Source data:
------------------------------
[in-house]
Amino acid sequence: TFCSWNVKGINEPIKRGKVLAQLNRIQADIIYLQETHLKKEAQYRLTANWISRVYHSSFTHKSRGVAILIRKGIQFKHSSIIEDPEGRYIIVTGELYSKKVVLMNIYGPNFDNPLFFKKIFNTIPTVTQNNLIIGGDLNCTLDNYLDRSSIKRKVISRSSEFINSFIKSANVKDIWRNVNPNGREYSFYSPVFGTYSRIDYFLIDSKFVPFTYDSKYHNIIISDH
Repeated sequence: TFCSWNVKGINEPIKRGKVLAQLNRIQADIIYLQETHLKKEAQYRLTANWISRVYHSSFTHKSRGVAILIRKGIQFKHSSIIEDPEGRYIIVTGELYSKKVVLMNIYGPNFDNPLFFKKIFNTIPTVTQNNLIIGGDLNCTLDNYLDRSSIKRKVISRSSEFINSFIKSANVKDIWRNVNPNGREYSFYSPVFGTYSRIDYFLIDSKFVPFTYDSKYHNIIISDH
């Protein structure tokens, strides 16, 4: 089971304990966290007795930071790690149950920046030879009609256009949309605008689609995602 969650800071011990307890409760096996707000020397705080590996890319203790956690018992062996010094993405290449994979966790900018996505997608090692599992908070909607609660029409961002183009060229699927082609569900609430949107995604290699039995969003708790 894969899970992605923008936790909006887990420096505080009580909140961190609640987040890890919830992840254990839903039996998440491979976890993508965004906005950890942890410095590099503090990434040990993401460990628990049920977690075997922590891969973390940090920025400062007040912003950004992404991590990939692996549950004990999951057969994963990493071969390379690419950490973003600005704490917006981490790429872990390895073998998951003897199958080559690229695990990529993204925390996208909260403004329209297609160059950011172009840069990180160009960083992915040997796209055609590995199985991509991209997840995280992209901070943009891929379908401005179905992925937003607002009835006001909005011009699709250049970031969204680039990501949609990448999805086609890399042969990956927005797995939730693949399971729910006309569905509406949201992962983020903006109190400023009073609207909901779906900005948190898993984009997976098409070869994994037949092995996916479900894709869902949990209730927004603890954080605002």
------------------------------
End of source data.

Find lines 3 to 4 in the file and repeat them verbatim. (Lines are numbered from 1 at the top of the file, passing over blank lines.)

Repeated sequence: TFCSWNVKGINEPIKRGKVLAQLNRIQADIIYLQETHLKKEAQYRLTANWISRVYHSSFTHKSRGVAILIRKGIQFKHSSIIEDPEGRYIIVTGELYSKKVVLMNIYGPNFDNPLFFKKIFNTIPTVTQNNLIIGGDLNCTLDNYLDRSSIKRKVISRSSEFINSFIKSANVKDIWRNVNPNGREYSFYSPVFGTYSRIDYFLIDSKFVPFTYDSKYHNIIISDH
């Protein structure tokens, strides 16, 4: 089971304990966290007795930071790690149950920046030879009609256009949309605008689609995602 969650800071011990307890409760096996707000020397705080590996890319203790956690018992062996010094993405290449994979966790900018996505997608090692599992908070909607609660029409961002183009060229699927082609569900609430949107995604290699039995969003708790 894969899970992605923008936790909006887990420096505080009580909140961190609640987040890890919830992840254990839903039996998440491979976890993508965004906005950890942890410095590099503090990434040990993401460990628990049920977690075997922590891969973390940090920025400062007040912003950004992404991590990939692996549950004990999951057969994963990493071969390379690419950490973003600005704490917006981490790429872990390895073998998951003897199958080559690229695990990529993204925390996208909260403004329209297609160059950011172009840069990180160009960083992915040997796209055609590995199985991509991209997840995280992209901070943009891929379908401005179905992925937003607002009835006001909005011009699709250049970031969204680039990501949609990448999805086609890399042969990956927005797995939730693949399971729910006309569905509406949201992962983020903006109190400023009073609207909901779906900005948190898993984009997976098409070869994994037949092995996916479900894709869902949990209730927004603890954080605002």